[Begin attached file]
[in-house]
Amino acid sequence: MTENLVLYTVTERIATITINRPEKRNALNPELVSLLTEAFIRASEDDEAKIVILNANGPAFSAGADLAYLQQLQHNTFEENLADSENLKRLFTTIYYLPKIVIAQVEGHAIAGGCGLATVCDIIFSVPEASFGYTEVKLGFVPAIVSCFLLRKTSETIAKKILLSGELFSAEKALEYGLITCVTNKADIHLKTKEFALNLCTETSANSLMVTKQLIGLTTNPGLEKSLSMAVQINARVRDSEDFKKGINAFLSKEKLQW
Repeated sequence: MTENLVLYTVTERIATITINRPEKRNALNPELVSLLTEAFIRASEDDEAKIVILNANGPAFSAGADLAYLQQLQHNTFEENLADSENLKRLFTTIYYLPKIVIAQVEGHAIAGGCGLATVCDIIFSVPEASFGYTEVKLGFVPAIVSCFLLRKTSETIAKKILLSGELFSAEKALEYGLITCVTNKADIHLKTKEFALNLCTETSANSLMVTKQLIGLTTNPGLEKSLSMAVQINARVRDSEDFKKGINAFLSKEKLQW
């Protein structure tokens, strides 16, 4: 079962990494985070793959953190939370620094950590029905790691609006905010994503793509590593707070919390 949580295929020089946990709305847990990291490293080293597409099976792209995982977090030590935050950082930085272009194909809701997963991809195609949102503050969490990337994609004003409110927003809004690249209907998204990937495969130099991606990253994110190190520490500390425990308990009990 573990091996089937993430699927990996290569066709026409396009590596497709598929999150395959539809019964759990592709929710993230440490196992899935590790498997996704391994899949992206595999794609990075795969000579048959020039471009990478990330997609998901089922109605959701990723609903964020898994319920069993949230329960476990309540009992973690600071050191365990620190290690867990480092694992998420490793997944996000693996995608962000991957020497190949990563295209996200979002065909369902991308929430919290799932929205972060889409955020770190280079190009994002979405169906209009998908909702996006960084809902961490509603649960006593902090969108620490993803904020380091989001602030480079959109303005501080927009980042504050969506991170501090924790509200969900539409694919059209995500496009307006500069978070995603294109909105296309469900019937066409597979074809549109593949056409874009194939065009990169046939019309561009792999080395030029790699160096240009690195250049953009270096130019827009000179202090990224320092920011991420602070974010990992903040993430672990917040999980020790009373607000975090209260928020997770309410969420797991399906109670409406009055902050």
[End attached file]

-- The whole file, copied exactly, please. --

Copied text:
[in-house]
Amino acid sequence: MTENLVLYTVTERIATITINRPEKRNALNPELVSLLTEAFIRASEDDEAKIVILNANGPAFSAGADLAYLQQLQHNTFEENLADSENLKRLFTTIYYLPKIVIAQVEGHAIAGGCGLATVCDIIFSVPEASFGYTEVKLGFVPAIVSCFLLRKTSETIAKKILLSGELFSAEKALEYGLITCVTNKADIHLKTKEFALNLCTETSANSLMVTKQLIGLTTNPGLEKSLSMAVQINARVRDSEDFKKGINAFLSKEKLQW
Repeated sequence: MTENLVLYTVTERIATITINRPEKRNALNPELVSLLTEAFIRASEDDEAKIVILNANGPAFSAGADLAYLQQLQHNTFEENLADSENLKRLFTTIYYLPKIVIAQVEGHAIAGGCGLATVCDIIFSVPEASFGYTEVKLGFVPAIVSCFLLRKTSETIAKKILLSGELFSAEKALEYGLITCVTNKADIHLKTKEFALNLCTETSANSLMVTKQLIGLTTNPGLEKSLSMAVQINARVRDSEDFKKGINAFLSKEKLQW
């Protein structure tokens, strides 16, 4: 079962990494985070793959953190939370620094950590029905790691609006905010994503793509590593707070919390 949580295929020089946990709305847990990291490293080293597409099976792209995982977090030590935050950082930085272009194909809701997963991809195609949102503050969490990337994609004003409110927003809004690249209907998204990937495969130099991606990253994110190190520490500390425990308990009990 573990091996089937993430699927990996290569066709026409396009590596497709598929999150395959539809019964759990592709929710993230440490196992899935590790498997996704391994899949992206595999794609990075795969000579048959020039471009990478990330997609998901089922109605959701990723609903964020898994319920069993949230329960476990309540009992973690600071050191365990620190290690867990480092694992998420490793997944996000693996995608962000991957020497190949990563295209996200979002065909369902991308929430919290799932929205972060889409955020770190280079190009994002979405169906209009998908909702996006960084809902961490509603649960006593902090969108620490993803904020380091989001602030480079959109303005501080927009980042504050969506991170501090924790509200969900539409694919059209995500496009307006500069978070995603294109909105296309469900019937066409597979074809549109593949056409874009194939065009990169046939019309561009792999080395030029790699160096240009690195250049953009270096130019827009000179202090990224320092920011991420602070974010990992903040993430672990917040999980020790009373607000975090209260928020997770309410969420797991399906109670409406009055902050």